Kay WalkingStick

Kay WalkingStick: Passion and Place

Kay Walkingstick With Hudson Reflection, I, October 1972. Photo Courtesy Of The Artist, Photo By Michael Echols

Kay WalkingStick has always been enthralled with the beauty of the landscape.

Sitting last May along the edge of the Ramapo River, in northern New Jersey, a place brimming with activity as tiny insects leaped across the surface of the water and thick foliage bristled in the summer breeze, WalkingStick silently studied the scene as she sketched.

“My paintings aren’t exact depictions of a place; they are based on the look and feel of a place,” she says. “Landscape paintings are depictions of nature re-organized by an artist. This is what landscape painters have always done.” This thoughtful, but sophisticated, approach to landscape painting has led WalkingStick to her standing today as both a celebrated Native artist and landscape painter.

The retrospective Kay WalkingStick: An American Artist, which opens this fall at the National Museum of the American Indian in Washington, D.C., will be a major milestone in this Cherokee artist’s career. It will provide a detailed visual history of her life’s work, from the early 1970s onward. It may come as a surprise to some visitors that WalkingStick’s paintings have ranged from edgy, playful, candy-colored nudes, such as Me and My Neon Box (1971) to dramatic abstractions which pay homage to American Indian historical figures, such as Sakajeweha: Leader of Men (1976). However, in a career spanning almost five decades, it is the landscape that calls to her again and again.

Early in her career, while she balanced the challenge of raising a young family in northern New Jersey with pursuing opportunities in the buzzing art world of New York City, her representational imagery focused on color and form, including numerous nudes depicted in silhouette, and also elegant, lightly whimsical depictions of the Hudson River and a cloud-filled sky. In 1973, WalkingStick decided to pursue her MFA at Pratt Institute in New York City and turned wholly to abstraction, both as a formal exploration of geometry and as a means to express deeper meaning about Native history and leaders. Though she had always taken her Cherokee identity for granted, during this time Native people were becoming more and more visible within the national media, leading her to use her art to more closely examine her relationship to a larger American Indian identity.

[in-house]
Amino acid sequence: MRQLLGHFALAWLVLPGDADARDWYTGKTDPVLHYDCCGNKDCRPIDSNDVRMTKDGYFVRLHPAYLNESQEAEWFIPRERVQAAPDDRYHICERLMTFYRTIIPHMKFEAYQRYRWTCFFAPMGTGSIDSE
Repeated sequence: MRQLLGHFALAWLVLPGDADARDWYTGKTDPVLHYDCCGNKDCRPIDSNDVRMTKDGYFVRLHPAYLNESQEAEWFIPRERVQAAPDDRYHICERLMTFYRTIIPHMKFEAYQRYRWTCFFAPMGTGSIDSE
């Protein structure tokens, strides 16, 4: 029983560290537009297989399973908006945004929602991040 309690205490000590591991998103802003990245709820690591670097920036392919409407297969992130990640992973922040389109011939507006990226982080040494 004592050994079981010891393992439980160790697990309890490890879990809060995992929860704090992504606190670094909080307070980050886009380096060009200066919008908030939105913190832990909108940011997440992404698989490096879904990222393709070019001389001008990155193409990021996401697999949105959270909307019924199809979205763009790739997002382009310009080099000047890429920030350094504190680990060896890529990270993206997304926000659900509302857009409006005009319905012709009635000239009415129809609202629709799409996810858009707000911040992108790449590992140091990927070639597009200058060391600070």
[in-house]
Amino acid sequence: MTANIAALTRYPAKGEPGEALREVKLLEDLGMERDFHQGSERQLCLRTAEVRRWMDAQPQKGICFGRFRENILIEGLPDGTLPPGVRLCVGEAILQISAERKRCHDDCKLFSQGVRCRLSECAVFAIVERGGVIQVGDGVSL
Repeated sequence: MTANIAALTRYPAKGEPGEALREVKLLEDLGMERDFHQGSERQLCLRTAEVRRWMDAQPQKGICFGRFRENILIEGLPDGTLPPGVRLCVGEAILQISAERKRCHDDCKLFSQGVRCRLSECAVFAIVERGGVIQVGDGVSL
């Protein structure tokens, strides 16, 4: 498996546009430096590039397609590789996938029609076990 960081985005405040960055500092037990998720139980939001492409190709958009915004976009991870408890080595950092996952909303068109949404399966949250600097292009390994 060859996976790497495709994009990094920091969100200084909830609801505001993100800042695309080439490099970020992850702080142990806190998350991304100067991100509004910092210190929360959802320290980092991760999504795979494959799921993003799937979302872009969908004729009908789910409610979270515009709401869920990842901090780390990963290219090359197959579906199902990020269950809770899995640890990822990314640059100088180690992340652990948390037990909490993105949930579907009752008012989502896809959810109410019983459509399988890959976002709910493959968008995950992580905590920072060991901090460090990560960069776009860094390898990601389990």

Sakajeweha: Leader of Men (see page 53), is an iconic example of WalkingStick’s work from this period. The surface is covered with an acrylic and a cold wax emulsion, giving the green paint a cartographic texture of subtle ridges and valleys. The arc, a shape that repeats in this painting four times, was a focus of her work throughout the 1970s and early 1980s. Some primitivist readings suggested that the arcs in her work “danced” or referenced the “bow.” In other cases feminist writers saw the shapes as renditions of the female anatomy. It is obvious that at a time rife with political protest these ideas could easily be associated with the artist and her work. For the artist, the arc was a geometrical form, a segment of a circle.

Whether they are meditative, pictographic or feminist, these ambiguous shapes provoke inquiry. Rich colors and bold hard-edged forms attract the viewer while the title ignites intrigue about the story of Sakajeweha, Chief Joseph, John Ridge and other key figures in American history. WalkingStick’s paintings were an overt attempt to come to terms with a history that was forgotten or ignored.